What Are The Best Ways To Lower Cholesterol?

People have the impression that cholesterol is a bad thing. That's not true. Cholesterol is important and is used by the body for many different things. The body uses it when creating cell membranes, hormones and bile acid. Unfortunatly, there are a few problems with cholesterol. The body makes enough on its own and any cholesterol that is taken in through the diet is superfluous. This means that the body has to deal with it in some fashion. Moreover, there are different kinds of cholesterol and not all of them are good in excess. LDL, is the chief villain. This is the cholesterol that forms plaque on the inner walls of arteries, which leads to cardiovascular disease. Unfortunately, it is the most common type of cholesterol, making up 70 percent of cholesterol in the body.

The “good” type of cholesterol is HDL. This kind cholesterol is sent to the liver via the bloodstream, where it is turned into bile acids then excreted. As it leaves the body it picks up some LDL cholesterol and takes it along. However, HDL cholesterol can only handle so much LDL at a time. Because of this, the higher the HDL levels are, the better it is for a person’s health. The following are some FAQ about cholesterol.

What Questions Should You Ask To Lower Cholesterol?

1. What are normal cholesterol levels?

Normal cholesterol levels differ by age, and people’s cholesterol levels tend to rise as they get older. This is especially true of men. Medical experts say that the best total cholesterol level for an adult is lower than 200 milligrams per deciliter. A high cholesterol level is anything above 240 mg/dL. Levels of LDL cholesterol should be less than 100 mg/dL, though 100 to 129 are fine if the person has no pre-existing conditions. Then:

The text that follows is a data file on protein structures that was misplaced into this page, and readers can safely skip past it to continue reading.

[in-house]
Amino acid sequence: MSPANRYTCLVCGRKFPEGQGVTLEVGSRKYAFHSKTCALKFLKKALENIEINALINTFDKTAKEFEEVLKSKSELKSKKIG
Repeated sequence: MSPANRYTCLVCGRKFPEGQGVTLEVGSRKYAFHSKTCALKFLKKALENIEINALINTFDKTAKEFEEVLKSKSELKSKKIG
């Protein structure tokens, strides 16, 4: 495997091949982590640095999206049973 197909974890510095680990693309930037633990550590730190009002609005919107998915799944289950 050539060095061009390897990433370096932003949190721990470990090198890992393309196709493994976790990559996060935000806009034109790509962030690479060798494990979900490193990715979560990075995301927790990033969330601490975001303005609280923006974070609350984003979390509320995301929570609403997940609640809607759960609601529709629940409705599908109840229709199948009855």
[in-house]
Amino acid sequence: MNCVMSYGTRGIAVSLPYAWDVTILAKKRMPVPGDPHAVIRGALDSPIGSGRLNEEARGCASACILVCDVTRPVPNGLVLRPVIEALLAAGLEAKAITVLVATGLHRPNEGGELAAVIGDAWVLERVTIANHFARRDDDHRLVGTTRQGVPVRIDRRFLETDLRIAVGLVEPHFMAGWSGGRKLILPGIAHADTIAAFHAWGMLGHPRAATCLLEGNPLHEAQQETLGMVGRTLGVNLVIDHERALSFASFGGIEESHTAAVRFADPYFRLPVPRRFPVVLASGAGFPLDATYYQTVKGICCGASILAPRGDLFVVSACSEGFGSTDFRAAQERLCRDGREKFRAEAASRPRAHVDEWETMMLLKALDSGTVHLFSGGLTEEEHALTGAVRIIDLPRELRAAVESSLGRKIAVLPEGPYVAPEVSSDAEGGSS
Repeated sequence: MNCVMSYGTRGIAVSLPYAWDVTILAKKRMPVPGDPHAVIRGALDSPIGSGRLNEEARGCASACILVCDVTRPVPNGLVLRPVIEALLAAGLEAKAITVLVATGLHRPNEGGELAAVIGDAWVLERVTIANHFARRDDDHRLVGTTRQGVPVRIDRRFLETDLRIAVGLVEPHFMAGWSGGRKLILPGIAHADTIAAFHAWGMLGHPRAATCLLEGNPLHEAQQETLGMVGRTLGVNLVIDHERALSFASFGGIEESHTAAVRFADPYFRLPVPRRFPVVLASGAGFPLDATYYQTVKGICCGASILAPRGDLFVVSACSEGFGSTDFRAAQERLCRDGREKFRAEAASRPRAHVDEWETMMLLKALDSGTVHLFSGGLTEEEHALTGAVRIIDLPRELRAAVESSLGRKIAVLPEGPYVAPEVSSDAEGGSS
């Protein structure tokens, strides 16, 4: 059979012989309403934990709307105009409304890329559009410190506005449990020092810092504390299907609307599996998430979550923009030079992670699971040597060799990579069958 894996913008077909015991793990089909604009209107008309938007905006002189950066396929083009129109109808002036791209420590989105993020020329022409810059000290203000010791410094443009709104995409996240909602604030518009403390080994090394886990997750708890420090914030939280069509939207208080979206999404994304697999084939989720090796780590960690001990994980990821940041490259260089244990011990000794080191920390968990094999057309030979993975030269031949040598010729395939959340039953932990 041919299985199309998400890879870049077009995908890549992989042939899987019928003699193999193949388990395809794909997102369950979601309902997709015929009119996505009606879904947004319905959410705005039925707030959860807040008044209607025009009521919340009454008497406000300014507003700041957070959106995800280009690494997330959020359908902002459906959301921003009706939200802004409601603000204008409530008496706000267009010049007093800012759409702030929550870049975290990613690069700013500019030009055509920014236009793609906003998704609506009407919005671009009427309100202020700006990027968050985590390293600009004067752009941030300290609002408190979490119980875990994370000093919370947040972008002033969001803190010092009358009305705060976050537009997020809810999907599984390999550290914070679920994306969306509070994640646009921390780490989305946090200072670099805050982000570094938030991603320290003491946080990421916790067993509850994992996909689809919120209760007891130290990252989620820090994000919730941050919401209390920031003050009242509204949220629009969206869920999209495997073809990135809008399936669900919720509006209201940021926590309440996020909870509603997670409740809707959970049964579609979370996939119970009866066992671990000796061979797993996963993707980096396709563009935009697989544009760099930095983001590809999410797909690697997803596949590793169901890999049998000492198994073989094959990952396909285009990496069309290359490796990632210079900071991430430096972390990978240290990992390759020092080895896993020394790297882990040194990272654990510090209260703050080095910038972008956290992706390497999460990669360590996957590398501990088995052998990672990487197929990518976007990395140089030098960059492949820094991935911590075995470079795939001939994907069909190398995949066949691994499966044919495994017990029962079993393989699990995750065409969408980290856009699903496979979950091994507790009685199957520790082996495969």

• Borderline: 130 to 159 mg/dL
  • High: 160 to 189 mg/dL
  • Extremely High: 190 mg/dL and above

Levels of HDL cholesterol should be 60 mg/dL or higher.

2. What foods are low in cholesterol?

Most plant-based foods have no cholesterol. If a person doesn’t want to be a strict vegetarian, there are animal-based foods that are low in cholesterol. Some are surprising. They include:

  • Plain vanilla ice cream, which has 59 milligrams of cholesterol per cup
  • Turkey breast, which has 59 mg of cholesterol per 3 ounce serving
  • Egg noodles, which have 53 mg per cup
  • Cod fish, which has 47 mg per 3 ounce serving
  • One homemade bran muffin, which has 41 mg of cholesterol
  • A cup of whole milk, which has 35 mg of cholesterol
  • Butter. Two teaspoons of butter have 21 mg of cholesterol.
  • A cup of buttermilk has 9 mg of cholesterol
  • One slice of a cream pie has 8 mg.

3. How does a person keep their total cholesterol levels healthy?

People should strive for healthy cholesterol levels while they are still young, since getting the levels under control in middle age is going to be that much harder. They should start by eating more plant foods, especially those that are rich in fiber such as fruits, vegetables, whole grains and legumes. They might want to substitute red meats for fish or poultry, dairy products that are high in fat with those that are low in fat and foods fried in animal fats for fresh salads with drizzles of extra virgin olive oil. They should have regular, aerobic exercise and never smoke.